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Auto Makers Urged to Ease Off Gas Pedal in Their Commercials


Ever wonder why there are so many reckless road warriors driving with that "no fear" mentality?

Just check out some of the auto industry's advertising.

Hyping speed and aggression behind the wheel seems to be what much of car advertising is all about today, complained reader Tony Amodeo of Los Angeles: "You see this aggression on the roads. Vehicles speeding, careening from lane to lane, and drivers tailgating."

"I don't know why the advertising agencies and [auto] companies that do this sort of harm aren't taken to task and their ads banned," he said.

The reason "speed-glorifying" ads continue to run is because they sell cars and because, in the United States, much commercial content is protected by the right of free speech, according to the Insurance Institute for Highway Safety, a nonprofit research organization backed by automobile insurers.

Of course, that doesn't excuse some of these irresponsible ads, say safety advocates who have protested advertisements they believe have crossed the line.

Auto makers defend the ads, noting that they attach disclaimers informing viewers that the drivers are professionals performing on closed courses. The ads, they claim, do not advocate that people break the law or drive recklessly.

"We never want to have our advertising seen as being irresponsible," said Nissan spokesman Dean Case. The ads, he said, are approved by the auto maker's attorneys. Television networks also require that auto makers be able to prove their advertising claims.

Furthermore, said Peter Goodwin, Nissan's corporate manager for marketing and communications, "We have no information that says people emulate . . . what they see people doing in the commercials."

But safety advocates say that's not enough.

"The bottom line is we don't like these ads because it's clear that the ads will indirectly result in more deaths and injuries on the highways," said Clarence Ditlow, president of the Center for Auto Safety in Washington.

Auto makers are spending "billions on advertising performance vehicles, and the ads work," Ditlow said. "But they sell them to the wrong people--younger, riskier drivers who are more likely to do the kind of behavior shown in the ads. With society as a whole saying aggressive driving is a problem, ads that stress aggressive driving as a valued attribute are simply wrong," he said.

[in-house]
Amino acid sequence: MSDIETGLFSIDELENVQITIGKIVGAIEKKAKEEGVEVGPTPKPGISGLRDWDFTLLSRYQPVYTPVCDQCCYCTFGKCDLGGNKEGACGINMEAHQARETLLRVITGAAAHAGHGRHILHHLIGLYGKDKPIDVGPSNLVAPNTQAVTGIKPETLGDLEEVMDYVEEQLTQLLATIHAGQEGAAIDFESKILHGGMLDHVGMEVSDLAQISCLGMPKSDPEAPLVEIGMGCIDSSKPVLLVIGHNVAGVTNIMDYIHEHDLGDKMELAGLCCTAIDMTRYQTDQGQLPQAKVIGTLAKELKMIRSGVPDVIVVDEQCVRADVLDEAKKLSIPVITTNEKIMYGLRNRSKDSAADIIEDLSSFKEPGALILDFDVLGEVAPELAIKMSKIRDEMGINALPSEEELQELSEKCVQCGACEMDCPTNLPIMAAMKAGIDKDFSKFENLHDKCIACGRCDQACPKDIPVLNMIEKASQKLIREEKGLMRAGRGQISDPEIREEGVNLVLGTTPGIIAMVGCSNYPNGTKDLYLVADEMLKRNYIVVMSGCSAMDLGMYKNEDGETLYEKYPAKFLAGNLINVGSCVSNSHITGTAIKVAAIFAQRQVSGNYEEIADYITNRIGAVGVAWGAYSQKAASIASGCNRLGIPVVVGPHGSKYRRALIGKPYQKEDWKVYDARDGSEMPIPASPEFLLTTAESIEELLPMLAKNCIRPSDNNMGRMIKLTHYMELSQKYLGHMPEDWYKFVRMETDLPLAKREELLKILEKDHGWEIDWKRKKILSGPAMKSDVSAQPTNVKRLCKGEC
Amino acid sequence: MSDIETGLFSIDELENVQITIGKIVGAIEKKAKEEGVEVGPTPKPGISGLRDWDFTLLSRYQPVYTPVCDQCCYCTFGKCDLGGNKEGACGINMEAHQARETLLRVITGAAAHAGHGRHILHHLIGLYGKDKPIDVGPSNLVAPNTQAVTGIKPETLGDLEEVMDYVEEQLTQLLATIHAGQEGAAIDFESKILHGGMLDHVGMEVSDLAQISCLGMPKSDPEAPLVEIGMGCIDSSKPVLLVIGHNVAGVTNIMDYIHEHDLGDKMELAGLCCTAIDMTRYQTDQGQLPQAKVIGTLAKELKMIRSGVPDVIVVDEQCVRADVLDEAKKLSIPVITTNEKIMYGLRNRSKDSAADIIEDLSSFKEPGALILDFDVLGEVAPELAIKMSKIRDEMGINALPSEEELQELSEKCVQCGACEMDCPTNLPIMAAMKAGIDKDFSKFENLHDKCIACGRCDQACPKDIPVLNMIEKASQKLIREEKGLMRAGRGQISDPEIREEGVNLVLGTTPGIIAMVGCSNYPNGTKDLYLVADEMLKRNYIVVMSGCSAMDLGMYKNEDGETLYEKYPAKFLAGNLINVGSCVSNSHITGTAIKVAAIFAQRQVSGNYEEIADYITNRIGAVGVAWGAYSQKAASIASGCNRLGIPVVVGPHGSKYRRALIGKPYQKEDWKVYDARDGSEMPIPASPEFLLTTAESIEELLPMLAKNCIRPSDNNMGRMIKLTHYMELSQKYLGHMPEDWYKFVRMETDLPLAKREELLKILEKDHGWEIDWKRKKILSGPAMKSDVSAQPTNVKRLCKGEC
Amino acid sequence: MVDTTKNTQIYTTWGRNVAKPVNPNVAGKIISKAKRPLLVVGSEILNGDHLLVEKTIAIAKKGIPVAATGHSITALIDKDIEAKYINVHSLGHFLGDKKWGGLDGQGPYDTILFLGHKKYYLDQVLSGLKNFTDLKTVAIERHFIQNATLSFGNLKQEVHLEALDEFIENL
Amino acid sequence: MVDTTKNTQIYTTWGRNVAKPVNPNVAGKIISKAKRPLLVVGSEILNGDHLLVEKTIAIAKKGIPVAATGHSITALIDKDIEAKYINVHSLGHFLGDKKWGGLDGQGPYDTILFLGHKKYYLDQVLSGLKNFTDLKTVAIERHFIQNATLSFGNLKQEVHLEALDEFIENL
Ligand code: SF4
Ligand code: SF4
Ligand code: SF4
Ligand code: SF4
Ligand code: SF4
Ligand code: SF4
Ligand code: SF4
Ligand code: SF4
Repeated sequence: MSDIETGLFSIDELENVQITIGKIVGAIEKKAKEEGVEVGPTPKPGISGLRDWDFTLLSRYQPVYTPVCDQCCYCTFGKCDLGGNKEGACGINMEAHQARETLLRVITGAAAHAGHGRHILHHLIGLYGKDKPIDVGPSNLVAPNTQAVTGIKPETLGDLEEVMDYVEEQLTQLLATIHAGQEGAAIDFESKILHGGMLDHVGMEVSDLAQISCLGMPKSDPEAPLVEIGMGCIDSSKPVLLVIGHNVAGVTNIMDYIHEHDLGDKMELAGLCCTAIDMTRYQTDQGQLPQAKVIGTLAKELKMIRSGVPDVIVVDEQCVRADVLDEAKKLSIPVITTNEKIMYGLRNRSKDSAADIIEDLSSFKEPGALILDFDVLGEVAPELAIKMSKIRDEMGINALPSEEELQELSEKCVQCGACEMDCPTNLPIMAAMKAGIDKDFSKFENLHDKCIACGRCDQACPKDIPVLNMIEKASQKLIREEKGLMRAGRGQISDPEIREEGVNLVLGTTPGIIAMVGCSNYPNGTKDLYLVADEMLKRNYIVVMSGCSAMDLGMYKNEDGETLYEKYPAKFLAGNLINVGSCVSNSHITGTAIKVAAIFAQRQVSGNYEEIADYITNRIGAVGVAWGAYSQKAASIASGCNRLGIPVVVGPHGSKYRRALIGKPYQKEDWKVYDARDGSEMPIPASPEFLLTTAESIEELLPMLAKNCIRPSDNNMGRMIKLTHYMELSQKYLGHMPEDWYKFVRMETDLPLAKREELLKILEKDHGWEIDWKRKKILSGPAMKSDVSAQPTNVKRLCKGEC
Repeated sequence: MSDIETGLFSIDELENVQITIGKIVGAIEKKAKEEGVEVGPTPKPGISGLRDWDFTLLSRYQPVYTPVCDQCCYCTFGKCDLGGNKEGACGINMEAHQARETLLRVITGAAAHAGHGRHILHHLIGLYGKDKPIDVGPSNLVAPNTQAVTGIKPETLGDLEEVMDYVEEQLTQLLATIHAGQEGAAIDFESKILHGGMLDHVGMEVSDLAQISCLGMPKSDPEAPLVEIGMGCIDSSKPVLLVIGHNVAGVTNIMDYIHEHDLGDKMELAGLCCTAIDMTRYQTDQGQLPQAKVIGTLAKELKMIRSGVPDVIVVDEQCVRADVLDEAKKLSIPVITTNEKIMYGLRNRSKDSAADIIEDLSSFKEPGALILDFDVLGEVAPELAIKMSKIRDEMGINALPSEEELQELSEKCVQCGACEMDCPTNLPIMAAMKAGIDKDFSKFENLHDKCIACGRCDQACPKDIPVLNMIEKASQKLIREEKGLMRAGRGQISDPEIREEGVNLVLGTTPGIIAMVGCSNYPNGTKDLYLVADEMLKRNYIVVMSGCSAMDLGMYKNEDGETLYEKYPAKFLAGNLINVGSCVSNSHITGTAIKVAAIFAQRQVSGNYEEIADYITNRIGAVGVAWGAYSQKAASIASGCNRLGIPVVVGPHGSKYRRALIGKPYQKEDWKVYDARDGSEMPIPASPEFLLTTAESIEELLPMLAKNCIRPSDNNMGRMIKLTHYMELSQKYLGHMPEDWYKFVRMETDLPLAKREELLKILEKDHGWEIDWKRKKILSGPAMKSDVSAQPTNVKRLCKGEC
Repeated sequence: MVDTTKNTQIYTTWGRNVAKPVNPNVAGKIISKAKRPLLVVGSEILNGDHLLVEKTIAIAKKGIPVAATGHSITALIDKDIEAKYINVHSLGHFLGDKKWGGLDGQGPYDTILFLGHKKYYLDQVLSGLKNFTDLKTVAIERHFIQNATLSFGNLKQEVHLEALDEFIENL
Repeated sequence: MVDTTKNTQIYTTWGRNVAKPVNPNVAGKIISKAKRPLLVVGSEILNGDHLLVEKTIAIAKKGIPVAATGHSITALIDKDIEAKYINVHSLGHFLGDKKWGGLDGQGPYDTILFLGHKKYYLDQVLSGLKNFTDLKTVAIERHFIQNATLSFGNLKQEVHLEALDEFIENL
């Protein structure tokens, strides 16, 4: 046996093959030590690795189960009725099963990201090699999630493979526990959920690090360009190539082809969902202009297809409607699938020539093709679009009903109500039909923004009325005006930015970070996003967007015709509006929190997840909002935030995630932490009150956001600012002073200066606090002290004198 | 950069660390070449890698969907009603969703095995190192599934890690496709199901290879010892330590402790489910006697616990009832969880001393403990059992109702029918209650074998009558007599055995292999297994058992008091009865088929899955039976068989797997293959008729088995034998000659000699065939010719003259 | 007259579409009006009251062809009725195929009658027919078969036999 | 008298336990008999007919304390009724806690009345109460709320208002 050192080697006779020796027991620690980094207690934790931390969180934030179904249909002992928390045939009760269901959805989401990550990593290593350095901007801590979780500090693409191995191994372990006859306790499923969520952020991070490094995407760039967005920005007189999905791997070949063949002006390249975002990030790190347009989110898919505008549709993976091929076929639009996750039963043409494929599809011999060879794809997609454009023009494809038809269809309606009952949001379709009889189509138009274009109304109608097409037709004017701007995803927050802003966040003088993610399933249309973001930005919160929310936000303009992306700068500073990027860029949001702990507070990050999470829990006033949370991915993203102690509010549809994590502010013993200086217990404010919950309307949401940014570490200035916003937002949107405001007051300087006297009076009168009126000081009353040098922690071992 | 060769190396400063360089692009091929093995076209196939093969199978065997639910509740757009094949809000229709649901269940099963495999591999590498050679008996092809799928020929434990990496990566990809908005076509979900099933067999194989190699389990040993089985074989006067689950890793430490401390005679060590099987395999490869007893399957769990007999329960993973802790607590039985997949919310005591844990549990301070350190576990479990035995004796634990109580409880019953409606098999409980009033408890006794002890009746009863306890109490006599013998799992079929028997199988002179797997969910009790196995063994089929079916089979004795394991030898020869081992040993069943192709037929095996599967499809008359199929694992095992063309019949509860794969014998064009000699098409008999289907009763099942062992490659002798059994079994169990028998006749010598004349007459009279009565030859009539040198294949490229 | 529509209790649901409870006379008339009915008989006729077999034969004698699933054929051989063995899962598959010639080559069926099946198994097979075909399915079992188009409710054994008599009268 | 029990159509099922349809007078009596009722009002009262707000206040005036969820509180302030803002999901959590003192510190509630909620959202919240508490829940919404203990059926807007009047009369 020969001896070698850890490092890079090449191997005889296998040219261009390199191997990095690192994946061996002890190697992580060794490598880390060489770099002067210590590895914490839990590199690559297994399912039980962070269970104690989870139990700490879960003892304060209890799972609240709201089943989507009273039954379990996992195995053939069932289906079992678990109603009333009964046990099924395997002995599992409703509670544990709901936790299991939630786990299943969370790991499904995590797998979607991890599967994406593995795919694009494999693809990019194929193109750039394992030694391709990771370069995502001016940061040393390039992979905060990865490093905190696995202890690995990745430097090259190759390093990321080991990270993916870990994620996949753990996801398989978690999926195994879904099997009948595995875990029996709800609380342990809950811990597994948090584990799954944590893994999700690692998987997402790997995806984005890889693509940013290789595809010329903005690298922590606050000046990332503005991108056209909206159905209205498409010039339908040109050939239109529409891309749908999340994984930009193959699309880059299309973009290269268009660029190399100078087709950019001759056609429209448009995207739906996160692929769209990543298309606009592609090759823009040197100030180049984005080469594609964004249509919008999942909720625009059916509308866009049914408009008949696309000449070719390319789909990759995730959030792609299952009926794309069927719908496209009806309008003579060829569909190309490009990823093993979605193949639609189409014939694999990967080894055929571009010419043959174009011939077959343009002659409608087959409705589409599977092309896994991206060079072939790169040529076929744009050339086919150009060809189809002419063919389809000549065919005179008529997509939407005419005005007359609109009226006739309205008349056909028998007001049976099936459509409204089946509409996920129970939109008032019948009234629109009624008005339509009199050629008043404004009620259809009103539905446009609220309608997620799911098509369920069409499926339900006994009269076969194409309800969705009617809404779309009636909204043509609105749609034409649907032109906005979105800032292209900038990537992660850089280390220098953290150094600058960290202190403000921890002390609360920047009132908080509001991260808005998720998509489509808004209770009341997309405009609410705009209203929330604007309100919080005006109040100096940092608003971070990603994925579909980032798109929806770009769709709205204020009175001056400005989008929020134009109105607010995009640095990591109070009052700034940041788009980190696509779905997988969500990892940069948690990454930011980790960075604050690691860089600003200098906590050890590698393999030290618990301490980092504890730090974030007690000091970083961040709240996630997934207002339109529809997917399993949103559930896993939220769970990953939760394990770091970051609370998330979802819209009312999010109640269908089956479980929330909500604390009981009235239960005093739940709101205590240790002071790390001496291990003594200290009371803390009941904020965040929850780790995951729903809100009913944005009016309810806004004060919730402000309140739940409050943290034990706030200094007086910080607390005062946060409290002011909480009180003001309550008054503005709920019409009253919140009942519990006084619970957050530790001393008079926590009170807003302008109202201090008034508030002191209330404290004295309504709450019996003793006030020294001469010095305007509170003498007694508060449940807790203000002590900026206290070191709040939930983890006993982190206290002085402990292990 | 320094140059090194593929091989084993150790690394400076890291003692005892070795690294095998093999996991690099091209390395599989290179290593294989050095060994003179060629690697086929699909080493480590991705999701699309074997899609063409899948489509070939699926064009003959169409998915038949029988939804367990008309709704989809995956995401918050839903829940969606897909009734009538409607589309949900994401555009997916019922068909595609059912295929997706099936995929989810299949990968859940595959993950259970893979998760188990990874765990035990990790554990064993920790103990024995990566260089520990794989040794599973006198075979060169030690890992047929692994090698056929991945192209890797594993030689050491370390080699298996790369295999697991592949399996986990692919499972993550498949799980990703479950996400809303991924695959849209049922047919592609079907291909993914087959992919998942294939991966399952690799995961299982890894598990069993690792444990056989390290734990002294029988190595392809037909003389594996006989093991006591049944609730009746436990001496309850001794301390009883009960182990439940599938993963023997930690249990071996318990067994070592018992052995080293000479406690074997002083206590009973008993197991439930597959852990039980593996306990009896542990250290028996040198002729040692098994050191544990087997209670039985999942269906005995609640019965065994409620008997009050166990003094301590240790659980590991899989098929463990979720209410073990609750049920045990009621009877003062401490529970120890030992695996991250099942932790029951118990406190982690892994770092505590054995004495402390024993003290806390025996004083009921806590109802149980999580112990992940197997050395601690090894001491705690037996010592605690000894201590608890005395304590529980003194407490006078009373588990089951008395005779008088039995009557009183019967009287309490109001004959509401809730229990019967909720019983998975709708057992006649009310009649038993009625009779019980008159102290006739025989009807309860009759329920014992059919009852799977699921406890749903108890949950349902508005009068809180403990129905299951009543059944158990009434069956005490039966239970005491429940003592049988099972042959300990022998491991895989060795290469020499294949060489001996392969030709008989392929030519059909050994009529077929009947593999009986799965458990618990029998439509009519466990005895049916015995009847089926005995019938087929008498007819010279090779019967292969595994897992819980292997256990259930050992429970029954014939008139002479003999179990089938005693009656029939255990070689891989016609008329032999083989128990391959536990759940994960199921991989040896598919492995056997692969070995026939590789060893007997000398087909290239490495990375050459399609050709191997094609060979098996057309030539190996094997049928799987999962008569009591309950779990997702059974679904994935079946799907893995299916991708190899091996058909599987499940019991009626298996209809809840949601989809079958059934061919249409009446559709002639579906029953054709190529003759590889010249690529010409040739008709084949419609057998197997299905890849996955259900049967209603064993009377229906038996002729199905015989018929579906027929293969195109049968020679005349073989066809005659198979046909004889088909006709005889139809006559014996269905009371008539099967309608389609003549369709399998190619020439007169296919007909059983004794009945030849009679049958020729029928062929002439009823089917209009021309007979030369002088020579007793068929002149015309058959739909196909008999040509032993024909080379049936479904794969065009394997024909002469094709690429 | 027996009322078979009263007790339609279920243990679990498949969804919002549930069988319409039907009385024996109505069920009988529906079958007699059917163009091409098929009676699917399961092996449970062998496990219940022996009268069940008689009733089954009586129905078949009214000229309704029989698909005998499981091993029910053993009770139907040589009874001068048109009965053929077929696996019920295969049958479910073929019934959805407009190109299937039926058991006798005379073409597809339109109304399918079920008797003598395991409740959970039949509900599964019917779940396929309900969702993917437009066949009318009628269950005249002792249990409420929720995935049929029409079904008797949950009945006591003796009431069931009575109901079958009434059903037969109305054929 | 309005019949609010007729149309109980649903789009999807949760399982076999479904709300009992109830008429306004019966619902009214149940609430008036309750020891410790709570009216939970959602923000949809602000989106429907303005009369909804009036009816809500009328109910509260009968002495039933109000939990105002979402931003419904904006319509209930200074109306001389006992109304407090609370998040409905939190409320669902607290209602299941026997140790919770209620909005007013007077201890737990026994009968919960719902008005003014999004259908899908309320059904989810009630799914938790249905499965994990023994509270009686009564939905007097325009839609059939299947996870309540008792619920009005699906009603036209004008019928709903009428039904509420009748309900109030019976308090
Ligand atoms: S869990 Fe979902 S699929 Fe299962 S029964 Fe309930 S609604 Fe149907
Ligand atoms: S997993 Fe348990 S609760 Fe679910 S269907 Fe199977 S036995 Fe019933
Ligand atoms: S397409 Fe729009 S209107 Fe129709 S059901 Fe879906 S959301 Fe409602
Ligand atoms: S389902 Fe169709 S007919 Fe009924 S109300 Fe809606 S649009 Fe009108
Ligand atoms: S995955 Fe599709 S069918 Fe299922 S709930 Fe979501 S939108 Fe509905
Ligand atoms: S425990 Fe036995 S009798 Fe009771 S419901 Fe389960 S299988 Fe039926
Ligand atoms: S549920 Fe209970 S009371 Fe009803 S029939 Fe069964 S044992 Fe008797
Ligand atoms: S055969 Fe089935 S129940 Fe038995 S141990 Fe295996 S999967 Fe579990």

Neither the Federal Trade Commission, which has jurisdiction over most advertising, nor the Federal Communications Commission, which has authority over the broadcasting outlets that sell advertising, appear to have the power to restrict ads promoting speed or unsafe driving.

The FTC will investigate only those car ads that are allegedly deceptive or misleading about the vehicle's performance capabilities, said Mitch Katz, an FTC spokesman.

"I don't think anyone is going to question that a BMW can drive [fast] down a wet road," he said. And if an ad presents a vehicle doing something so far-fetched "that the average consumer wouldn't believe it," then the FTC wouldn't take action because of that unbelievability, according to Katz.

Brian O'Neill, president of the Insurance Institute for Highway Safety, argues that even the most seemingly unbelievable ads can send the wrong message to drivers.

"There are some quite outrageous ads out there," O'Neill said. He pointed to the Nissan Pathfinder ad that shows a herd of drivers in the SUVs playing polo.

"Some of the ads suggest all kinds of things you can do in a Nissan Pathfinder without any indication that, if you tried to do some of those things, you'd probably roll it over," he said.

O'Neill admits that most drivers would not try to copy some of what appears in car ads. His concern, however, is the impact the ads have on teenagers.

"There is a drumbeat of messages that young drivers get--it's really OK to drive fast," O'Neill said. Unfortunately, "young people--especially young males--don't need encouragement to drive irresponsibly."

Certainly, there are many vehicle ads that appeal to drivers who see safety as a priority. Ads touting safety features and even crash-test results underscore the importance of safe driving.

For example, a current ad for the Mercedes M Class that uses the 1970s' hit "Staying Alive" as soundtrack for a series of crash test scenes, replete with rolling SUVs and bouncing test dummies, is a riveting and sobering commercial.

But for all the safety-conscious ads, there are many more selling speed and performance, O'Neill said. Last year, the institute published results of a study of car ads that appeared in 1998. It found that performance was the most pervasive theme in car ads that year.

"Despite all we know about how high speed contributes to injuries and deaths, this kind of performance is still being marketed to consumers as the defining aspect of a car," reported Susan Ferguson, the institute's vice president of research.

What can consumers do if they are annoyed by these kinds of ads?

Write to the heads of the auto companies, Ditlow suggests, or take it a step further and complain to the U.S. Transportation secretary.

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